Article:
Eastern European Naratives: Dalmatian Coast II

2017

The Adriatic Sea, roughly 100 miles wide, begins at the Mediterranean Sea and runs northwest about 800 miles to where Italy, Slovenia and Croatia come together at its northern terminus, while The Adriatic Sea separates Italy from the eastern Balkan Peninsula for its entire length.

Along the eastern side of the Adriatic Sea, the eastern Balkan Peninsula (North-to-South), includes Croatia, Bosnia & Herzegovina, Montenegro, Albania, and Greece. Beginning at Croatia’s north end, the Dalmatian Coast extends south-southeast.

The Dalmation Coast’s high limestone elevations offer wonderful views of its own coast line, its many just off-shore islands, tropical Mediterranean weather and sea, as well as occasional glimpses of Italy’s distant coast.

Dalmatian Coast<br>Eastern European Naratives: Dalmatian Coast II— 2017 Dalmatian Coast II<br>Eastern European Naratives: Dalmatian Coast II— 2017 Dalmatian Coast III<br>Eastern European Naratives: Dalmatian Coast II— 2017 Dalmatian Coast IV<br>Eastern European Naratives: Dalmatian Coast II— 2017 Dalmatian Coast V<br>Eastern European Naratives: Dalmatian Coast II— 2017 Dalmatian Coast VI<br>Eastern European Naratives: Dalmatian Coast II— 2017

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Eastern European Naratives: Dalmatian Coast I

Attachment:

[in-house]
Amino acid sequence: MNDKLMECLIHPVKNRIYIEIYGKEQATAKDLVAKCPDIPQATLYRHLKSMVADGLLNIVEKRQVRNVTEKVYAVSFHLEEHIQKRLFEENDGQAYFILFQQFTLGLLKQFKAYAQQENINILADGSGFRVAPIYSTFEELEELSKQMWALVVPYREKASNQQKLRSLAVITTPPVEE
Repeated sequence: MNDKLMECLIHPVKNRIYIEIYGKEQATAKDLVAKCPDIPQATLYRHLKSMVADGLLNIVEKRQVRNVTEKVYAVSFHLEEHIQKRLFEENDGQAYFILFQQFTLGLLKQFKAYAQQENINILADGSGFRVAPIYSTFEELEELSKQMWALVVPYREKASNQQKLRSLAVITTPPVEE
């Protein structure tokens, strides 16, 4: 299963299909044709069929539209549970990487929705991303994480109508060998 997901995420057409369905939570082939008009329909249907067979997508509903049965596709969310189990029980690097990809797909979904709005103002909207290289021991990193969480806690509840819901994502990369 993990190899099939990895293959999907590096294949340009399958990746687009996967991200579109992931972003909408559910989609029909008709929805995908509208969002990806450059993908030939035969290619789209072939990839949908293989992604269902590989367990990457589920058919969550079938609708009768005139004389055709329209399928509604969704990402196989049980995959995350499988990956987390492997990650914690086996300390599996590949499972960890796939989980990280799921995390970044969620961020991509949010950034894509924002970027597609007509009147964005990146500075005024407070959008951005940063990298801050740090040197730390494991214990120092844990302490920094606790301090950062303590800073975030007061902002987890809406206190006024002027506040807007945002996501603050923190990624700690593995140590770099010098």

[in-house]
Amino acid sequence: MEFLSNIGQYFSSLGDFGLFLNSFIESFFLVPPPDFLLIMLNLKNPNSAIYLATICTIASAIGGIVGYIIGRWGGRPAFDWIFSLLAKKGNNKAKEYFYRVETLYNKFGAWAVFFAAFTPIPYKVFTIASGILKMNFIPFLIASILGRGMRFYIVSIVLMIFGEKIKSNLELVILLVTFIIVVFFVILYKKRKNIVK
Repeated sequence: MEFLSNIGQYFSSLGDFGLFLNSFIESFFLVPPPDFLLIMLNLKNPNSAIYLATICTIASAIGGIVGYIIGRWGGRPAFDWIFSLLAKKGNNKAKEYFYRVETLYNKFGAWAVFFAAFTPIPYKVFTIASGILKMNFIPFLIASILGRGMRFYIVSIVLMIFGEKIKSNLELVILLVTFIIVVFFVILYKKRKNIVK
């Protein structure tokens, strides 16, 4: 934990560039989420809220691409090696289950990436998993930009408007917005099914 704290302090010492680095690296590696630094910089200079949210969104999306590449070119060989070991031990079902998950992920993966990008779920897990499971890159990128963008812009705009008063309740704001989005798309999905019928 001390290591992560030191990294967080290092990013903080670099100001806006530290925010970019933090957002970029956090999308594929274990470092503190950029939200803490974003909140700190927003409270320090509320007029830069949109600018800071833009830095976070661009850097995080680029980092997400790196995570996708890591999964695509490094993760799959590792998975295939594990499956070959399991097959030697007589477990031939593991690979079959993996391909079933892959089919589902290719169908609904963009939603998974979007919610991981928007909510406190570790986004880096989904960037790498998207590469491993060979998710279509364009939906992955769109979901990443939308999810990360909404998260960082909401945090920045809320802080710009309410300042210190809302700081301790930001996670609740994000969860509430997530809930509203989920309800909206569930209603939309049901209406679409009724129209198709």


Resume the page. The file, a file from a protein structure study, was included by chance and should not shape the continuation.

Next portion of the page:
2017

The Adriatic Sea, roughly 100 miles wide, begins at the Mediterranean Sea and runs northwest about 800 miles to where Italy, Slovenia and Croatia come together at its northern terminus. The Adriatic Sea separates Italy from the eastern Balkan Peninsula for its entire length.

Along the eastern side of the Adriatic Sea, the eastern Balkan Peninsula (North-to-South), includes Croatia, Bosnia & Herzegovina, Montenegro, Albania, and Greece.

From its northern end, at Slovenia, Croatia’s Dalmatian Coast extends south-southeast, opposite Italy, all the way southeast to just beyond Dubrovnik, at its border with Montenegro.

The Dalmatian Coast’s strong Italian influence stretches back to Italy’s occupation of the Coast by the Romans in 12 AD, which lasted, off and on, for nearly 400 years.

Dalmatian Coast<br>Eastern European Naratives: Dalmatian Coast I — 2017 Dalmatian Coast II<br>Eastern European Naratives: Dalmatian Coast I — 2017 Dalmatian Coast III<br>Eastern European Naratives: Dalmatian Coast I — 2017 Dalmatian Coast IV<br>Eastern European Naratives: Dalmatian Coast I — 2017 Dalmatian Coast V<br>Eastern European Naratives: Dalmatian Coast I — 2017 Dalmatian Coast VI<br>Eastern European Naratives: Dalmatian Coast I — 2017

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Eastern European Narratives: Plitvise III

2017

An Alive Mountain. One of the more compelling landscapes I’ve encountered.

I must return to make more images.

Plitvise-C<br>Eastern European Narratives: Plitvise III — 2017 Plitvise-C II<br>Eastern European Narratives: Plitvise III — 2017 Plitvise-C III<br>Eastern European Narratives: Plitvise III — 2017 Plitvise-C IV<br>Eastern European Narratives: Plitvise III — 2017 Plitvise-C V<br>Eastern European Narratives: Plitvise III — 2017 Plitvise-C VI<br>Eastern European Narratives: Plitvise III — 2017

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Eastern European Narratives: Plitvise II

2017

A Visual Feast of An Alive Mountain